Studies of estrogen metabolism, formation of DNA adducts, carcinogenicity, cell transformation and mutagenicity have led to the hypothesis that reaction of certain estrogen metabolites, predominantly catechol estrogen-3,4-quinones, with DNA can generate the critical mutations initiating breast, prostate and other cancers. The endogenous estrogens estrone (E1) and estradiol (E2) are oxidized to catechol estrogens (CE), 2- and 4-hydroxylated estrogens, which can be further oxidized to CE quinones. To determine possible DNA adducts of E1(E2)-3,4-quinones [E1(E2)-3,4-Q], we reported previously that the reaction of E1(E2)-3,4-Q with dG produces the depurinating adduct 4-hydroxyE1(E2)-1-N7Gua [4-OHE1(E2)-1-N7Gua] by 1,4-Michael addition (Stack et al., Chem. Res. Toxicol., 1996, 9, 851). We report here that reaction of E1(E2)-3,4-Q with Ade results in the formation of 4-OHE1(E2)-1-N3Ade by 1,4-Michael addition. The N7Gua and N3Ade depurinating adducts formed both in vitro and in rat mammary gland in vivo were analyzed by HPLC with electrochemical detection and, for some samples, by LC/MS/MS. When E2-3,4-Q was reacted with DNA in vitro, the depurinating adducts 4-OHE1(E2)-1-N3Ade and 4-OHE1(E2)-1-N7Gua, which are rapidly lost from DNA by cleavage of the glycosyl bond, were formed (>99% of the total adducts), as well as traces of stable adducts, which remain in DNA unless removed by repair. Similar results were obtained when 4-OHE2 was oxidized by horseradish peroxidase, lactoperoxidase, tyrosinase or phenobarbital-induced rat liver microsomes in the presence of DNA. When 4-OHE2 or E2-3,4-Q was injected into the mammary glands of female ACI rats in vivo and the mammary tissue was excised 1 h later, the depurinating adducts 4-OHE2-1-N3Ade and 4-OHE2-1-N7Gua constituted >99% of the total adducts formed. In addition, 4-OHE2 conjugates formed by reaction of E2-3,4-Q with glutathione were also detected. These results demonstrate that the 4-CE are metabolized to CE-3,4-Q, which react with DNA to form primarily depurinating adducts. These adducts can generate the critical mutations that initiate cancer (Chakravarti et al., Oncogene, 2001, 20, 7945; Chakravarti et al., Proc. Am. Assoc. Cancer Res., 2003, 44, 180).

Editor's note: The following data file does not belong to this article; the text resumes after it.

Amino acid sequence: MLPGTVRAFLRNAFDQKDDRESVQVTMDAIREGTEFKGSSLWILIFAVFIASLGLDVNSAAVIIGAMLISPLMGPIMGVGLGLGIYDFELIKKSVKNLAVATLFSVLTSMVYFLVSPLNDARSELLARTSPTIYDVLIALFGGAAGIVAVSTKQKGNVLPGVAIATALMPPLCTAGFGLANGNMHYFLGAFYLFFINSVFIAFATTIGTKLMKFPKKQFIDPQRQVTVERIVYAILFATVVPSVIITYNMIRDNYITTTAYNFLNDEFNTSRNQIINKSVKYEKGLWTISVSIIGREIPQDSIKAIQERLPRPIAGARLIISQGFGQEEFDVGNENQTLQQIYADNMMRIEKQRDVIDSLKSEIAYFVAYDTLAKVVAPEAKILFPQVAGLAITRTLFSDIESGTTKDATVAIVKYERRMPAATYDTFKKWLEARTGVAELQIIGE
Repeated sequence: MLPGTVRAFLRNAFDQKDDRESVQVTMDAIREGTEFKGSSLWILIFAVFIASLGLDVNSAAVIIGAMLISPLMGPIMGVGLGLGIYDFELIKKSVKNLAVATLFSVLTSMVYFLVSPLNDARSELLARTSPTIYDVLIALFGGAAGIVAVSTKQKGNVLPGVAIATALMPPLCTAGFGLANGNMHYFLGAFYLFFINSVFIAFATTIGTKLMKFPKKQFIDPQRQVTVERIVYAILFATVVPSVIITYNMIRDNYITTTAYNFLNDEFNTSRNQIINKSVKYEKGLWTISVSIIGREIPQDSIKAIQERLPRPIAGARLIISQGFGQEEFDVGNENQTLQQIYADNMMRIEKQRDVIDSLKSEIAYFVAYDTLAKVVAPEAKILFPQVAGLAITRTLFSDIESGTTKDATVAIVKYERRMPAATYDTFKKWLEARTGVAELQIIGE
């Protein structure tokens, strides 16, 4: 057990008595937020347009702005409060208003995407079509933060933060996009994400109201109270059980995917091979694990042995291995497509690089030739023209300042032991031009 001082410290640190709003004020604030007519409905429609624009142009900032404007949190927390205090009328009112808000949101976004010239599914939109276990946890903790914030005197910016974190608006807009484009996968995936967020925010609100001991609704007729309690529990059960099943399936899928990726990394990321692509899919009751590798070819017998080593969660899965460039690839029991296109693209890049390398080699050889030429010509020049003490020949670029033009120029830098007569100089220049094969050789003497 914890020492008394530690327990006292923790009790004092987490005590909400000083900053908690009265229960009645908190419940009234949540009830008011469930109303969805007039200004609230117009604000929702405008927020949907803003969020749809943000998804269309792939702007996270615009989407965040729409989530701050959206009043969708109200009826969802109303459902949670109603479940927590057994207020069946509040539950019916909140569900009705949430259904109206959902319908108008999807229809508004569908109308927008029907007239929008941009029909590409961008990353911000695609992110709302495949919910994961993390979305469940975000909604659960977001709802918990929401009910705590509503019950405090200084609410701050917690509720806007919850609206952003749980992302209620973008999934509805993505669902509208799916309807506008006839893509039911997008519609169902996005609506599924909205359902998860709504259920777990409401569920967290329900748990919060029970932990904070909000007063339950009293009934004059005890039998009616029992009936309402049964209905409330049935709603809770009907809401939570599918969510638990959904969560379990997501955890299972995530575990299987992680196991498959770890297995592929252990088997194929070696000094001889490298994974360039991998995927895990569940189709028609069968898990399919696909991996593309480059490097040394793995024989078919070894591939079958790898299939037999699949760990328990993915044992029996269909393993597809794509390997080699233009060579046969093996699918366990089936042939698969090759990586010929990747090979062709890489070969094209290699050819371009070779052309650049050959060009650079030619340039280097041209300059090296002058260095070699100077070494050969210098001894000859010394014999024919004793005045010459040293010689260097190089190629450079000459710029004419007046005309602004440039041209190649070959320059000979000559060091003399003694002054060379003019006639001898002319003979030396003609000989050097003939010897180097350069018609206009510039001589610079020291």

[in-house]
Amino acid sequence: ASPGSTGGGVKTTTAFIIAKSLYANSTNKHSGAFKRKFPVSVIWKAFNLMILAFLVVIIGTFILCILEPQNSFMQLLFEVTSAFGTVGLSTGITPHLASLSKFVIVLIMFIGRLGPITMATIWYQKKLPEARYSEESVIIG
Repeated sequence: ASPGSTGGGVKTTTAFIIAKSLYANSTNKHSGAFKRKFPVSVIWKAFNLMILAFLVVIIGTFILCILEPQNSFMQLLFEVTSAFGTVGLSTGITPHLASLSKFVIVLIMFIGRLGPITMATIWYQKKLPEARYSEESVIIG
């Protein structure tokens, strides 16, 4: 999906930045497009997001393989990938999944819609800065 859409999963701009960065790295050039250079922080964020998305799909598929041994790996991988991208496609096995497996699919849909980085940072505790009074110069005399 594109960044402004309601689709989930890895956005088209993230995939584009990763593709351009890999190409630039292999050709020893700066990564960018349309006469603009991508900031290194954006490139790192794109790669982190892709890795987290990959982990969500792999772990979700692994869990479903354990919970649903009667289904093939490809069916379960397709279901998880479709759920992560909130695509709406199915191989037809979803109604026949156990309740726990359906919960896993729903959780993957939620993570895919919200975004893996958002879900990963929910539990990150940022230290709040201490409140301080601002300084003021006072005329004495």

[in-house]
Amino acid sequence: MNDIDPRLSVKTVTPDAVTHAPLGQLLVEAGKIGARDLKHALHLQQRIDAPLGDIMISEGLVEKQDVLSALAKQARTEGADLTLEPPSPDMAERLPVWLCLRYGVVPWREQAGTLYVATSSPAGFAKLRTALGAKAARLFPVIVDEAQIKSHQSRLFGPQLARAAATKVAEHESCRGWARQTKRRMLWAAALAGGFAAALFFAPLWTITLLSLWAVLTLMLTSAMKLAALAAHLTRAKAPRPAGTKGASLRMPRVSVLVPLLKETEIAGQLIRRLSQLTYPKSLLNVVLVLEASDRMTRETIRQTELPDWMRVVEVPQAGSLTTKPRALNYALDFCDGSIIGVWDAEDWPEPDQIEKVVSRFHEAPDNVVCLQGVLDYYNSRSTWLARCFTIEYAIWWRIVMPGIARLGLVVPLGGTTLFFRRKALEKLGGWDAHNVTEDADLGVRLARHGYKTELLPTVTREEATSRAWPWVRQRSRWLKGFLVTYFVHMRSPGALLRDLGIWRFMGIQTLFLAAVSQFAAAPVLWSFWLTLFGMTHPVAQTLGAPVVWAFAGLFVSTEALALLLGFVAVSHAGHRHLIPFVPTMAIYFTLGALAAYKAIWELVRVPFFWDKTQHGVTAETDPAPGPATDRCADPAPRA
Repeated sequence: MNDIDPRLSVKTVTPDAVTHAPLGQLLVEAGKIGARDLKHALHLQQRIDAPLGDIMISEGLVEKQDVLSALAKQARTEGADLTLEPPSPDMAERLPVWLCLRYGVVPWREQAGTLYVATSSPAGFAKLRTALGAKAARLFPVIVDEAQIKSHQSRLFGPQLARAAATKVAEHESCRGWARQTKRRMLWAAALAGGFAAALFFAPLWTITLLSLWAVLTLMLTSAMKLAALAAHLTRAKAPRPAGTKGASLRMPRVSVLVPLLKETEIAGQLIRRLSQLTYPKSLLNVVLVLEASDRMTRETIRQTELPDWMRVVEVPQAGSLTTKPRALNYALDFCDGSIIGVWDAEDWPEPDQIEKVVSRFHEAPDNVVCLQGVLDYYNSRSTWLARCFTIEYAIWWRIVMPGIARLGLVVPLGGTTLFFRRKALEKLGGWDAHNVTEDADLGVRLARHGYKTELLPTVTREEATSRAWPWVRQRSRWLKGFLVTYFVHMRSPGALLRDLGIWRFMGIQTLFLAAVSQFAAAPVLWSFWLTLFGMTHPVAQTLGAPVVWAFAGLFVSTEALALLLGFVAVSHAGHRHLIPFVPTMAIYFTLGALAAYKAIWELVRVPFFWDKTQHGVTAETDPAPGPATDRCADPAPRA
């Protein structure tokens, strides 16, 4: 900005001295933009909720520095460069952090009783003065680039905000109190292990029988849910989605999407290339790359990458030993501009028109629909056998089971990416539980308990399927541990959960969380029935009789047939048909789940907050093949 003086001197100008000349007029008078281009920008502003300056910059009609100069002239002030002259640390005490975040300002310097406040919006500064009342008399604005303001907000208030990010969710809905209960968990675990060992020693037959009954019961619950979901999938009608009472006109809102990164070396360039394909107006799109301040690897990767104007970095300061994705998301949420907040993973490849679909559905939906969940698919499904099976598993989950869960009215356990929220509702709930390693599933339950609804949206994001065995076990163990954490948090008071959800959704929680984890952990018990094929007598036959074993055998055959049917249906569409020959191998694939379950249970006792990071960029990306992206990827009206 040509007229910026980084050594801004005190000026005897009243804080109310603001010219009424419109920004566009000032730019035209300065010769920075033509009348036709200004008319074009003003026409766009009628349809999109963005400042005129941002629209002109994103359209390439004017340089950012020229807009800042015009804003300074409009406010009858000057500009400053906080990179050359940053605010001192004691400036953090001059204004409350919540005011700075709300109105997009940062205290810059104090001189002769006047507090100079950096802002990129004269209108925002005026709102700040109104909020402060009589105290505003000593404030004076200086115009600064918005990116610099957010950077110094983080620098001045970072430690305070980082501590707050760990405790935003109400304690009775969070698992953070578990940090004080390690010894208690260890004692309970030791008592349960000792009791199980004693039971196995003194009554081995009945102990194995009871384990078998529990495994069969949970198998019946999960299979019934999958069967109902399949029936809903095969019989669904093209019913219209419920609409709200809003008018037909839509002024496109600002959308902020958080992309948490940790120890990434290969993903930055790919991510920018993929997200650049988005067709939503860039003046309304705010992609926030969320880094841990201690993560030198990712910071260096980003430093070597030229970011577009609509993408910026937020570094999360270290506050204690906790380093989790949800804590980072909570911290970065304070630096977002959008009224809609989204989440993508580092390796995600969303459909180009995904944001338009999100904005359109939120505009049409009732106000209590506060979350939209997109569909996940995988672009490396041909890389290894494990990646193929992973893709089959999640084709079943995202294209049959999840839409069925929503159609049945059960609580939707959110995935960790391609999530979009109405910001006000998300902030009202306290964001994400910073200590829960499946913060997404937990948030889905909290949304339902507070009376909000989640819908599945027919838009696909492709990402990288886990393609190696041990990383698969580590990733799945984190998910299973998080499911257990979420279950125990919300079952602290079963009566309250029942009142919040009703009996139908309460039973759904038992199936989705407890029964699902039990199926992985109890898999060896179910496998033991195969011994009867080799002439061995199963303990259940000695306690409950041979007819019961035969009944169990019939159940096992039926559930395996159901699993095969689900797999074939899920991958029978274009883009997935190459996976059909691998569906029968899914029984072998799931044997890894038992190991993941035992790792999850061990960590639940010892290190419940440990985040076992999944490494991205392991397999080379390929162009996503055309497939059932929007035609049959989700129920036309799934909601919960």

ASJC Scopus subject areas
- Cancer Research